Carbs also don’t suppress ghrelin (that “hunger hormone”) very long – maybe for about one hour according to the study I referenced earlier.[3]

So eating processed carbs gives you no lasting satiety, and may actually increase your hunger before long. That’s what I call a double whammy.

Remember my cereal example from the intro?

Typically after eating refined carbs like cereal, you’ll get hungry about one or two hours later because of that rapid rise and fall in your blood sugar.

Redeeming Qualities of Carbs

How can you eat carbs and NOT be always hungry?

Choose the unprocessed varieties, and the ones that get digested more slowly.

For example:

Nuts, seeds, and avocados have pretty decent carb content, but it’s tightly packed and doesn’t get digested very quickly.

Similarly, eating whole fruit is a much better option than drinking juice, because it will take quite a bit longer to digest the sugar in the fruit. (But obviously for some people with diabetes or severe insulin resistance, even whole fruit can be an excessive sugar load.)

Lastly, there’s something called a resistant starch, which may actually be one of the most satiating foods of all, as Marty Kendall explained in this podcast episode.[5]


What is Resistant Starch?

The most famous example is if you cook potatoes, and then cool them in the fridge. The cooling process causes the starch to create some new molecular bonds that make it much harder to digest. So much so that some of it goes through your gut without ever being digested.

That’s one reason potato salad could be a much healthier option than french fries.

Another example is green bananas. Before they become ripe, they have quite a bit of resistant starch. Once they ripen, the resistant starch goes away.

People don’t tend to eat very much resistant starch, but it is something interesting to be aware of if you are thinking about the healthiest carbs to eat.

Fiber also Helps

Another potential benefit of carbs is that they can be high in fiber.

Fiber tends to help increase satiety by stretching your stomach, and by slowing down stomach emptying as well.[6]

There are many different types of fiber, and some have a bigger impact on satiety than others. As with most foods, your best bet is to pick something that’s relatively natural and unprocessed.

Where to Go from Here

Hopefully it’s now clear that you’ll stay full longer if you:

    1. Mostly avoid processed carbs
    2. Generally stick to unprocessed foods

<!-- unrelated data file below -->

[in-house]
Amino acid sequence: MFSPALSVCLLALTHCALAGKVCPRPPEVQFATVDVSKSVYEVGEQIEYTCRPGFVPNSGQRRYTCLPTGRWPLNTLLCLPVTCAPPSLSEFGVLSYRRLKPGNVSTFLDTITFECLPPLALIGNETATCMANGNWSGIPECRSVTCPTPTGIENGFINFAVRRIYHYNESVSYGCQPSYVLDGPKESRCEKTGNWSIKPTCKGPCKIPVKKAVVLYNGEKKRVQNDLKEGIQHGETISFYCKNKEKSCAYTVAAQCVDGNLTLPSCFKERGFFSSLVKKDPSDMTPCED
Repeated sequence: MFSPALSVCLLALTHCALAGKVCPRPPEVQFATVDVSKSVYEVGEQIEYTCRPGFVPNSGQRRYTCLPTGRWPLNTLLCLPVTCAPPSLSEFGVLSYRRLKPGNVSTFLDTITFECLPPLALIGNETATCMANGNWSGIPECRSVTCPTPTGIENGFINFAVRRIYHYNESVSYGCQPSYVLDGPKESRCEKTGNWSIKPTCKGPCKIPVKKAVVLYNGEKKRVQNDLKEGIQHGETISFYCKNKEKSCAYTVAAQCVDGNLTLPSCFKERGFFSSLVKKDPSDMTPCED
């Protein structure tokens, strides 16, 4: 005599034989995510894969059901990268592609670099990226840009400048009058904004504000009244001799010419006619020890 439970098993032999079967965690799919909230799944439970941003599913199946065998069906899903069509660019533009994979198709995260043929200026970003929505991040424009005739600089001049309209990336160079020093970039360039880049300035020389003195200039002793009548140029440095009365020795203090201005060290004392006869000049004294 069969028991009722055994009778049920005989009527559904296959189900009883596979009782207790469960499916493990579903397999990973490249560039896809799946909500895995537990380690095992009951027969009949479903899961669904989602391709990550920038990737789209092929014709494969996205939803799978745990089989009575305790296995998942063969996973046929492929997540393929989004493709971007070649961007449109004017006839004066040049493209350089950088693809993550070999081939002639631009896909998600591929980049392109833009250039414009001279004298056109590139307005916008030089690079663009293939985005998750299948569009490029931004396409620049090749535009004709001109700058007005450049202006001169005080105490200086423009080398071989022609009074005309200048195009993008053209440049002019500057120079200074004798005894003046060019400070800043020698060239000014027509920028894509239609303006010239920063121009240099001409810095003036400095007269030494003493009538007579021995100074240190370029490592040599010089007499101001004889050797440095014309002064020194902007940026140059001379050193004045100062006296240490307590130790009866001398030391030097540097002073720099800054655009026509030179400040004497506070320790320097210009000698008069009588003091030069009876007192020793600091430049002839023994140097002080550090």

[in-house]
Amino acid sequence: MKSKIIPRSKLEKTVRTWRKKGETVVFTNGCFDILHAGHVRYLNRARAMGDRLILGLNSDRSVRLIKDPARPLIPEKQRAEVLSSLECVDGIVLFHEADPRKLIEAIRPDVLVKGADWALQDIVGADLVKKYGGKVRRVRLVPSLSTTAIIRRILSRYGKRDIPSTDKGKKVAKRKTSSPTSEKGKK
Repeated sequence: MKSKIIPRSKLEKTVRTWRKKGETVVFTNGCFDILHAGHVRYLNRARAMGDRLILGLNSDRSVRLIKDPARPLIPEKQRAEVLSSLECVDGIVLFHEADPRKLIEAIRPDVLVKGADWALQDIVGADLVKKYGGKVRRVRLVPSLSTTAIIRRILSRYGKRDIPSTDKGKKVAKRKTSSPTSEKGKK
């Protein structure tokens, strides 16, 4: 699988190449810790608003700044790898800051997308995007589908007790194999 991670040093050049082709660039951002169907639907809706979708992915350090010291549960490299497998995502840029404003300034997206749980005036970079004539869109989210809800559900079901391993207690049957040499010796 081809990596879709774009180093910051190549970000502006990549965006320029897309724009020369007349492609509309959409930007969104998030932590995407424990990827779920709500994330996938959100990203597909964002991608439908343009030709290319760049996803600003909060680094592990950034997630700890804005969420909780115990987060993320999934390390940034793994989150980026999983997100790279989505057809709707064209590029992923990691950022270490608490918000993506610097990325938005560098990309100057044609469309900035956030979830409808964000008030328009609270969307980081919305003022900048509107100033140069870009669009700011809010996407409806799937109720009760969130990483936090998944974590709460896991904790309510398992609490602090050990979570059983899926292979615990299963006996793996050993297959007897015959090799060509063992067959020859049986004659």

3. Get plenty of protein and fat in your diet

If you’re wondering about some more specific foods, I created a long list of keto food options on my blog, which also happen to be mostly unprocessed. Several of them are great options for long-lasting satiety.

And if you need a high protein, high fat, high fiber, low carb shake in a pinch….

I think you know where to find them. 😉

Summary & Final Thoughts

The type of food you eat has a major impact on satiety.

In other words, some types of food keep you full a lot longer than others.

In general, it’s best to stick with unprocessed “whole” foods, because these take longer to digest, and keep your stomach full longer.

Protein and fat are typically more satiating than carbs. And as a bonus, protein and fat usually come together in nature.

Do your best to avoid refined sources of sugar or carbs, as these tend to spike your blood sugar and also make you get hungry within an hour or two after eating them.

With that in mind, take a few minutes to think about what you can do to improve your satiety today.

Optimizing satiety will make it easier to eat less frequently, easier to manage your weight, and ultimately easier to manage your blood sugar and improve insulin resistance.

By doing that, you can prevent a whole lot of harmful downstream effects.


Ben Tanner has worked as a PA (similar to a doctor) since 2014 in the ER, family practice, and urgent care. He now shares info about fasting and nutrition via his blog and podcast, hoping to prevent some of the health problems he treats during his day job. You can find his blog at



This article is for informational and educational purposes only. It is not, nor is it intended to be substitute for professional medical advice, diagnosis, or treatment and should never be relied upon for specific medical advice.